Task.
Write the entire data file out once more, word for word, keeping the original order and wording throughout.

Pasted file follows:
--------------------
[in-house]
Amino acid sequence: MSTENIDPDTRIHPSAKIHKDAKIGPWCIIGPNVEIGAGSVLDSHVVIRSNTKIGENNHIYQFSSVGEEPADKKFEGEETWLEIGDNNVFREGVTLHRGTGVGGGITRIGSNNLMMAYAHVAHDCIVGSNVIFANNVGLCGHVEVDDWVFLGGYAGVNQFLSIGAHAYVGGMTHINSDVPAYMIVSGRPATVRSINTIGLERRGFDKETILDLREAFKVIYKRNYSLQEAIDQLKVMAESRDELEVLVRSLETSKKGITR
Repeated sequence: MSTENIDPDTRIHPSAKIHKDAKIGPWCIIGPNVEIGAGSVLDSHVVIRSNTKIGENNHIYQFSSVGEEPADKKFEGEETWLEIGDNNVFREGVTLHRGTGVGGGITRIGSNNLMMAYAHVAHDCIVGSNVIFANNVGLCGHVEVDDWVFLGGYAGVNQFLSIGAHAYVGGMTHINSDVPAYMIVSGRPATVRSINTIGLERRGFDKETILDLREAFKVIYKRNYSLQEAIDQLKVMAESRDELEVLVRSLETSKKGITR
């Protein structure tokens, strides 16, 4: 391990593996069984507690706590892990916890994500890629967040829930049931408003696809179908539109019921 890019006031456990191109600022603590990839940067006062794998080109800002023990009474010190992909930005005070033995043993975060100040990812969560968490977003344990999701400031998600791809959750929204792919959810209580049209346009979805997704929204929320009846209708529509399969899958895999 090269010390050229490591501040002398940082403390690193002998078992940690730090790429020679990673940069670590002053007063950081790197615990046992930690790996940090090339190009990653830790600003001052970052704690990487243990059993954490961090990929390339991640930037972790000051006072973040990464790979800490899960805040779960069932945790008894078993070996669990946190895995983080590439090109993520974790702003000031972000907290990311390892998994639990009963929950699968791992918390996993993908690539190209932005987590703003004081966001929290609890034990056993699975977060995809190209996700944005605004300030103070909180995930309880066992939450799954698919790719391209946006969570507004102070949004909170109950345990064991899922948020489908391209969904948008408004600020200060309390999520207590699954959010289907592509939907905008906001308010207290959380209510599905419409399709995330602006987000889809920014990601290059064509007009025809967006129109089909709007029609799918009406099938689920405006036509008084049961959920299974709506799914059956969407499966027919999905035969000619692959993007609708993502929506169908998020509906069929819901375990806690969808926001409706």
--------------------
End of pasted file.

[in-house]
Amino acid sequence: MSTENIDPDTRIHPSAKIHKDAKIGPWCIIGPNVEIGAGSVLDSHVVIRSNTKIGENNHIYQFSSVGEEPADKKFEGEETWLEIGDNNVFREGVTLHRGTGVGGGITRIGSNNLMMAYAHVAHDCIVGSNVIFANNVGLCGHVEVDDWVFLGGYAGVNQFLSIGAHAYVGGMTHINSDVPAYMIVSGRPATVRSINTIGLERRGFDKETILDLREAFKVIYKRNYSLQEAIDQLKVMAESRDELEVLVRSLETSKKGITR
Repeated sequence: MSTENIDPDTRIHPSAKIHKDAKIGPWCIIGPNVEIGAGSVLDSHVVIRSNTKIGENNHIYQFSSVGEEPADKKFEGEETWLEIGDNNVFREGVTLHRGTGVGGGITRIGSNNLMMAYAHVAHDCIVGSNVIFANNVGLCGHVEVDDWVFLGGYAGVNQFLSIGAHAYVGGMTHINSDVPAYMIVSGRPATVRSINTIGLERRGFDKETILDLREAFKVIYKRNYSLQEAIDQLKVMAESRDELEVLVRSLETSKKGITR
């Protein structure tokens, strides 16, 4: 391990593996069984507690706590892990916890994500890629967040829930049931408003696809179908539109019921 890019006031456990191109600022603590990839940067006062794998080109800002023990009474010190992909930005005070033995043993975060100040990812969560968490977003344990999701400031998600791809959750929204792919959810209580049209346009979805997704929204929320009846209708529509399969899958895999 090269010390050229490591501040002398940082403390690193002998078992940690730090790429020679990673940069670590002053007063950081790197615990046992930690790996940090090339190009990653830790600003001052970052704690990487243990059993954490961090990929390339991640930037972790000051006072973040990464790979800490899960805040779960069932945790008894078993070996669990946190895995983080590439090109993520974790702003000031972000907290990311390892998994639990009963929950699968791992918390996993993908690539190209932005987590703003004081966001929290609890034990056993699975977060995809190209996700944005605004300030103070909180995930309880066992939450799954698919790719391209946006969570507004102070949004909170109950345990064991899922948020489908391209969904948008408004600020200060309390999520207590699954959010289907592509939907905008906001308010207290959380209510599905419409399709995330602006987000889809920014990601290059064509007009025809967006129109089909709007029609799918009406099938689920405006036509008084049961959920299974709506799914059956969407499966027919999905035969000619692959993007609708993502929506169908998020509906069929819901375990806690969808926001409706």